By Edward H. Phillips
Travel Air "Smilin’ Thru" parked in front of its custom-built hangar in 1929. Fore more than two years Harry Ogg used the monoplane extensively to market and sell his automatic washing machines.
Of all the Travel Air monoplanes built by the factory, (more than 150 airplanes were produced between 1928-1931), constructor number 6B-2012 was unique in being the "flying office" of washing machine entrepreneur Harry L. Ogg. Hailing from Newton, Iowa, Ogg was president of the Automatic Washer Company that later evolved into the Maytag Corporation.
Ogg was quick to realize the advantages of the airplane in promoting his business, and in the summer of 1929 he contracted with the Travel Air Company for a specially-equipped cabin monoplane. The ship, powered by the reliable Wright J6-9 static radial engine rated at 300 hp, was delivered on August 20, 1929, and accepted by Wilford Gerbracht, Ogg’s agent and pilot for the new ship.
It is interesting to note that the factory’s S6000B designation for "Smilin’ Thru" is puzzling, chiefly because DOC records indicate that Ogg never installed Edo floats on the monoplane for seaplane operations. Perhaps that was his intent, but there is no known evidence that the ship ever operated on water.
To Ogg, the Travel Air was a business tool. He had the factory install a number of office machines, including an Ediphone for dictation, typewriter, folding table and an interphone that allowed him to talk with Gerbracht in flight. The interior was furnished with carpeting, window curtains and a seat belt for every seat as well as the optional lavatory with hot and cold running water. In addition to Gerbracht, Ogg he hired Katherine McBride to be his "aerial secretary."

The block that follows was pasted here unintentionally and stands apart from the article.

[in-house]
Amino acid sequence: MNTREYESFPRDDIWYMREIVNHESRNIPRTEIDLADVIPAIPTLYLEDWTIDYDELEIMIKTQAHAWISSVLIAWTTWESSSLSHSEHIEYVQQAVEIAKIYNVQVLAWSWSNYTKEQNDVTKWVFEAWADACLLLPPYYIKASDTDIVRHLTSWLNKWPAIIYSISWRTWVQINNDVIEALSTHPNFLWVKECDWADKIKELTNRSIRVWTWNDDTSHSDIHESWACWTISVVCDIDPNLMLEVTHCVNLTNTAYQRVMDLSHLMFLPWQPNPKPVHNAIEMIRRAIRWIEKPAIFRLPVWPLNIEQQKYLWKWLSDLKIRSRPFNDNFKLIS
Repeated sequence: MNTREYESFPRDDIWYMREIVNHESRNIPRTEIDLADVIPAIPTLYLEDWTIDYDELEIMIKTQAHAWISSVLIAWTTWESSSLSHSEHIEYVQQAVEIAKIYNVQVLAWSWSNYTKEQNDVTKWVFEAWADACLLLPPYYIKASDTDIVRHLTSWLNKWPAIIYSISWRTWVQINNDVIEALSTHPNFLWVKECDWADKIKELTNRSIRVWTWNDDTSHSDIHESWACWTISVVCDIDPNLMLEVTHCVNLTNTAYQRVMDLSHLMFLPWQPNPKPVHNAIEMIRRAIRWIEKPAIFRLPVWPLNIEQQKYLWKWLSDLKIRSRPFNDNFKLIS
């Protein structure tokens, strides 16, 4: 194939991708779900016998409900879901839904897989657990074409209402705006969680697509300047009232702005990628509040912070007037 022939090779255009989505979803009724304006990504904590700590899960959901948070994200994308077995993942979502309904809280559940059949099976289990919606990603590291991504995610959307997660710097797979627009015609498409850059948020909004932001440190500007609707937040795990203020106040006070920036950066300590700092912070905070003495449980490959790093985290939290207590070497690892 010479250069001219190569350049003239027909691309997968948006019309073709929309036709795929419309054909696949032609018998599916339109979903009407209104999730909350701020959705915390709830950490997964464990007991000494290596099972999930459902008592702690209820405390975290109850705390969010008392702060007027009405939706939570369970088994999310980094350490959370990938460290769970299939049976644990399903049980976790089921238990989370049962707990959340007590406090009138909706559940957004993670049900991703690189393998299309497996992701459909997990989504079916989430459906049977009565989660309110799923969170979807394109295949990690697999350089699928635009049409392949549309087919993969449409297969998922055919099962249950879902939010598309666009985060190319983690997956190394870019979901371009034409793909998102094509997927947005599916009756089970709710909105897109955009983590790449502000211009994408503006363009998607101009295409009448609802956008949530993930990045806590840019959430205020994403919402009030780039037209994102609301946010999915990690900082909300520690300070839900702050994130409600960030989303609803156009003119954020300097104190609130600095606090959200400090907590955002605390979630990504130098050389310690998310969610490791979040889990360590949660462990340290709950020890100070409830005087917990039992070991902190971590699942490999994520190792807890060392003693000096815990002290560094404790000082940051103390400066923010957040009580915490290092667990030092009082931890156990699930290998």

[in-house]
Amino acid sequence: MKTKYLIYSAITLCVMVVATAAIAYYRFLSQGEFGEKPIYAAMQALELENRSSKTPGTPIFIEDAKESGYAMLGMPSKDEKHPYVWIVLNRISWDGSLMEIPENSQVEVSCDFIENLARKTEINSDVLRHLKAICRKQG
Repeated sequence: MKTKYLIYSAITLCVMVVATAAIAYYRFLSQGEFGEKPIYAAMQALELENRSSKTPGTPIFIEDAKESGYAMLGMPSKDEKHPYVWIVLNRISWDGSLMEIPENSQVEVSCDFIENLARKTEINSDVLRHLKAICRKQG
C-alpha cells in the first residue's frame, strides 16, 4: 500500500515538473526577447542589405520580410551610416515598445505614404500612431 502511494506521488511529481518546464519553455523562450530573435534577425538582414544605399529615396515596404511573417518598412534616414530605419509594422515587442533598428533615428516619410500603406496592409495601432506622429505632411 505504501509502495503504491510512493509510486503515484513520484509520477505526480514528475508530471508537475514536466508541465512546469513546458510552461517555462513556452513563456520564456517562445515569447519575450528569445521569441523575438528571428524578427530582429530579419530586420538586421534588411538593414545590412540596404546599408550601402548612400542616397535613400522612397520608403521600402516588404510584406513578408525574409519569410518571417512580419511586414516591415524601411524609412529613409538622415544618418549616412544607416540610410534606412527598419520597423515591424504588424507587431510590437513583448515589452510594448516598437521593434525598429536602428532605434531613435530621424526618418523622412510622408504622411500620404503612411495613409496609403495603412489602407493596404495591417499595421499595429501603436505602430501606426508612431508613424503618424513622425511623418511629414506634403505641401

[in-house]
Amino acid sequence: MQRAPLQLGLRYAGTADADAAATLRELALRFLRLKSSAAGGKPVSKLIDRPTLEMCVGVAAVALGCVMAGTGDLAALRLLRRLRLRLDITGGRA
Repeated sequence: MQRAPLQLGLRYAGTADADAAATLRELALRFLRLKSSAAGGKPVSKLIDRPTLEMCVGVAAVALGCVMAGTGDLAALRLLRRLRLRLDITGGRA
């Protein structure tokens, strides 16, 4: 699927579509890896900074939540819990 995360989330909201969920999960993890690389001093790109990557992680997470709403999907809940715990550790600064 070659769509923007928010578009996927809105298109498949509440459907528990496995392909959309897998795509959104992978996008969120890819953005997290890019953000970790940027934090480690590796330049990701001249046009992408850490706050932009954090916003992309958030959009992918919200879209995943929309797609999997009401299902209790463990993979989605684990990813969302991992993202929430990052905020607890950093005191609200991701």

Painted with the words "Smilin’ Thru" on the fuselage sides, the big monoplane was originally licensed and approved by the Department of Commerce (DOC) to carry a pilot, four passengers and 135 pounds of office equipment. As part of the licensing process the DOC required Ogg to sign an affidavit swearing that he would operate the airplane in accordance with those limitations.
When delivered by Travel Air the S6000B had an empty weight of 3,030 pounds and a maximum gross weight of 4,620 pounds. For weight and balance purposes, the airplane’s license mandated that if Ogg flew the ship with the office equipment removed, at least 45 gallons of fuel had to be carried. As with the A6000A built for actor Wallace Beery the year before, Ogg’s ship was equipped with wings that carried 80 gallons of fuel and featured an increased span of four feet to help carry the extra weight.
Ogg occasionally flew "Smilin’ Thru" with the equipment and seats removed, instead carrying up to four washing machines in the cabin to demonstrate to prospective customers. Travel Air has installed a special plug-in power supply circuit that allowed the washing machines to operate during demonstrations on the ground. One other novel piece of equipment was installed-a siren. Ogg would have Gerbracht fly low over a town and operate the siren to draw the attention of the residents who would flock to the airport to see what all the commotion was about. That’s when Harry Ogg would unload the machines for a demonstration and deliver his well-prepared sales pitch.
Ogg’s obsession with flying, however, did not stop with his Travel Air. To house his pride and joy he had a special hangar built of steel and painted bright orange to match his flying office. Constructed at a grass airfield on the north side of Newton, the hangar served as Ogg’s base of flight operations for two years.
During its brief but active time in service to Ogg, NC677K is reported to have flown more than 900 hours and carried at least 9,000 people aloft while flying to 43 of the 48 states in the union. In the wake of "Smilin’ Thru’s" frenetic flying schedule, the nine-cylinder Wright J6-9 engine underwent three major overhauls.